If you’re like me, your heart sinks a little every time you hand over cash to pay for gas. It’s a shame gas costs more than a typical gallon of milk, but thankfully, with advances in technology our cars have seen a dramatic increase in gas mileage.
Short of going out and buying a more fuel-efficient car, there are many things you can do to improve your current vehicle’s gas mileage. One way to get better gas mileage that you might not have thought of before is the place where your car meets the road—the tires.
Tires are ideal candidates for improving your gas mileage, primarily because of a thing called “rolling resistance.” Basically, the more resistance, the harder your car has to work; and the harder your engine works, the more gas it guzzles. As your tires roll forward, the “rolling resistance” will vary depending on two things: air pressure, and the amount of tread.
Check Your Tires’ Air Pressure
For an immediate improvement in gas mileage, check your tires’ air pressure. The optimal air pressure for your particular car will be outlined in your owner’s manual, or sometimes on a panel located on your car door.
If you find that the air pressure is a little low—and if you haven’t checked it in a while (or ever), it’s likely quite low—inflating them to the proper level can improve your fuel economy by as much as 25%. This is because an underinflated tire has more “rolling resistance.” There’s more rubber pressing up against the road, making it harder for the tires to turn.
Don’t Overinflate Your Tires
When people first hear that they can get better gas mileage by properly inflating their tires they sometimes go overboard and overinflate their tires. Be careful not to overinflate your tires. They were designed to perform at a specific air pressure. Overinflating them can cause them to wear down more quickly and unevenly, shortening the life of the tire.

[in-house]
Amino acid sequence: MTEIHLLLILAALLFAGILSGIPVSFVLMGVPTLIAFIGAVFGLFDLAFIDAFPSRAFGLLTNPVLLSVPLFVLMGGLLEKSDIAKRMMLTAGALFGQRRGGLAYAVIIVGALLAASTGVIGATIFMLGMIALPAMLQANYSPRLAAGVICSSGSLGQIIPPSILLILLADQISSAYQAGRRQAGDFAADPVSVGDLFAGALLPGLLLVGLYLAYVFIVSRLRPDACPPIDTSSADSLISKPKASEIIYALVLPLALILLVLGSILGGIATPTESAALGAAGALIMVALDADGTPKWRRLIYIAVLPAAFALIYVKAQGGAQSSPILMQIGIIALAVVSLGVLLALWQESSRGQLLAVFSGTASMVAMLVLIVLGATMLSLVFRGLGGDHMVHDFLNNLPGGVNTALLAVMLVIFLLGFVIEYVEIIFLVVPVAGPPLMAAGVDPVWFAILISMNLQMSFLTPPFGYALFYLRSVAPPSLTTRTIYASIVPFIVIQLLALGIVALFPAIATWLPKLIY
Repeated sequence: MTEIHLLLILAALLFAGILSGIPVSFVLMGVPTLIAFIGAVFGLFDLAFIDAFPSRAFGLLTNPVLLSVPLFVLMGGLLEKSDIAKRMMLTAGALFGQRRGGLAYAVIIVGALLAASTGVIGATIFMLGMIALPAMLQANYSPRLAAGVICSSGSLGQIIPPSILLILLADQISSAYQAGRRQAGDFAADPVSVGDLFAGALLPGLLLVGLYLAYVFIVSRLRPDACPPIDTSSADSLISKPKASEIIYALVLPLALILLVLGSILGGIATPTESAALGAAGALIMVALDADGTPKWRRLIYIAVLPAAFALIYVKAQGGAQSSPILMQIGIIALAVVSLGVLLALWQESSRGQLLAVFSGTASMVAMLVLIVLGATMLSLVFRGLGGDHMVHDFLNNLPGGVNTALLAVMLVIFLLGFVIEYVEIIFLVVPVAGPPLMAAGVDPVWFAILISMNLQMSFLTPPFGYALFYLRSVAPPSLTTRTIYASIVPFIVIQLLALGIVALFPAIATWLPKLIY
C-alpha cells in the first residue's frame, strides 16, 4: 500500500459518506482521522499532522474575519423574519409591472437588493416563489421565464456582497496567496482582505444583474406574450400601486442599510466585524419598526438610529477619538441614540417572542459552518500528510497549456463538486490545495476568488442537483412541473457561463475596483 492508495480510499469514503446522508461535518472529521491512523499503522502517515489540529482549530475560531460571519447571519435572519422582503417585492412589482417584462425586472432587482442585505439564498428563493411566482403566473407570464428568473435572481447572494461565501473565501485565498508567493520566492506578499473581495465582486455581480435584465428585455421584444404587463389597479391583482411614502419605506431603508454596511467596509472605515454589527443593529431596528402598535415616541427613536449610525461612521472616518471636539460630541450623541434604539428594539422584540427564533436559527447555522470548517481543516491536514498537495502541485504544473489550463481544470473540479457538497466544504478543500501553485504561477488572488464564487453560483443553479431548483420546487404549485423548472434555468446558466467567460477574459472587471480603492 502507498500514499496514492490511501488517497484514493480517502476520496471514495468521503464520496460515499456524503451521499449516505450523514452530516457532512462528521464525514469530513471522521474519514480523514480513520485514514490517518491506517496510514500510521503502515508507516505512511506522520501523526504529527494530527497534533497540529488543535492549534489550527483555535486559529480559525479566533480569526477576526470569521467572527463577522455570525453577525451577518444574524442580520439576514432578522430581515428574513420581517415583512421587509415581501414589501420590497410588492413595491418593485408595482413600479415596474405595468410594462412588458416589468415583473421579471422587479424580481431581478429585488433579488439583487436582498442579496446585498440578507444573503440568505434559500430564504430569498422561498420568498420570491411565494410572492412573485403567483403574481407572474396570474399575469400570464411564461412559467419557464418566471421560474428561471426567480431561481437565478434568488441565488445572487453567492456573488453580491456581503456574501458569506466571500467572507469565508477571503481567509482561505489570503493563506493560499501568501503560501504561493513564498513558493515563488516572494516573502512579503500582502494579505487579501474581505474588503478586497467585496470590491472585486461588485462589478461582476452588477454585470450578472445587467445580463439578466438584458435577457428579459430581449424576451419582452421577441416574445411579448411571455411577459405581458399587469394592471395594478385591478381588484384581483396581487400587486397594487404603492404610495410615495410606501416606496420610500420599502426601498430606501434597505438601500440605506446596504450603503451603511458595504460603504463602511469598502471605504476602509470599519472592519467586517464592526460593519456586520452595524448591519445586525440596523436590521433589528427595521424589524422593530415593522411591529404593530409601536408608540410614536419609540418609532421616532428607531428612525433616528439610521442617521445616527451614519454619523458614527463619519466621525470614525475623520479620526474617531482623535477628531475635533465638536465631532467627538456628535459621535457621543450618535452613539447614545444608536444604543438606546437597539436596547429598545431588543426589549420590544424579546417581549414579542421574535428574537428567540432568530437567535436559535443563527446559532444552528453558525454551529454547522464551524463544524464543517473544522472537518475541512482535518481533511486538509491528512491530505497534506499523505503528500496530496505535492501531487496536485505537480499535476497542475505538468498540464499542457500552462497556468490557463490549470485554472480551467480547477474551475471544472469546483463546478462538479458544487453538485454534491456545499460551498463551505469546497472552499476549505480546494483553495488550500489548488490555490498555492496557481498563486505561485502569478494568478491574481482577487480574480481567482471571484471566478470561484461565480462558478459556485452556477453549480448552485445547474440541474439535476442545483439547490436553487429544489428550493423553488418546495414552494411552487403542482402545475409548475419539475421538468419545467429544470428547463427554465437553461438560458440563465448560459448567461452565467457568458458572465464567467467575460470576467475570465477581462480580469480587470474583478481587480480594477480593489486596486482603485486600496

Overinflated tires can also affect your car’s safety. If the air pressure is too high, it increases your chances of having a blow-out, which can be dangerous. Additionally, overinflated tires will cause the edges of the tire to extend above the ground, reducing the overall traction of the tire and putting you at risk of hydroplaning.
Consider Buying Fuel-Efficient Tires
Tread is an essential part of how fuel efficient your tires are, because it adds resistance.
Many years ago, when gas was cheap and cars were big and full of muscle, tire companies didn’t really pay too much attention to fuel economy. Tires were designed to be safe: deep rivets with plenty of tread. You see, tread may make your engine work harder, but it comes in handy when you have to break suddenly, or when you’re driving in rain or snow.
Now that everyone is much more concerned with gas mileage, the engineers who design tires have looked for ways to improve fuel economy without sacrificing tread. The results are technologically advanced, fuel efficient tires.
Fuel efficient tires utilize better tread designs and improved rubber compounds, which combine to lower the rolling resistance. At the same time, the amount of tread is kept at a level that is safe for your car.
Gas Mileage Savings that Start Where the Rubber Hits the Pavement
Your tires do so much for you—they help you navigate your car in hazardous weather conditions, and they make sure you stop in time. On top of all of this—if you take care of them through proper inflation—they’ll even save you money at the pump.
So the next time you’re in line at the gas station, consider buying a cheap pressure gauge. Your wallet will be happy you did!
Have Your Own Tips on How to Get Better Gas Mileage?
Share your tips in the comment section. If you have any friends that could use this information don’t forget to share this article on Facebook and Twitter.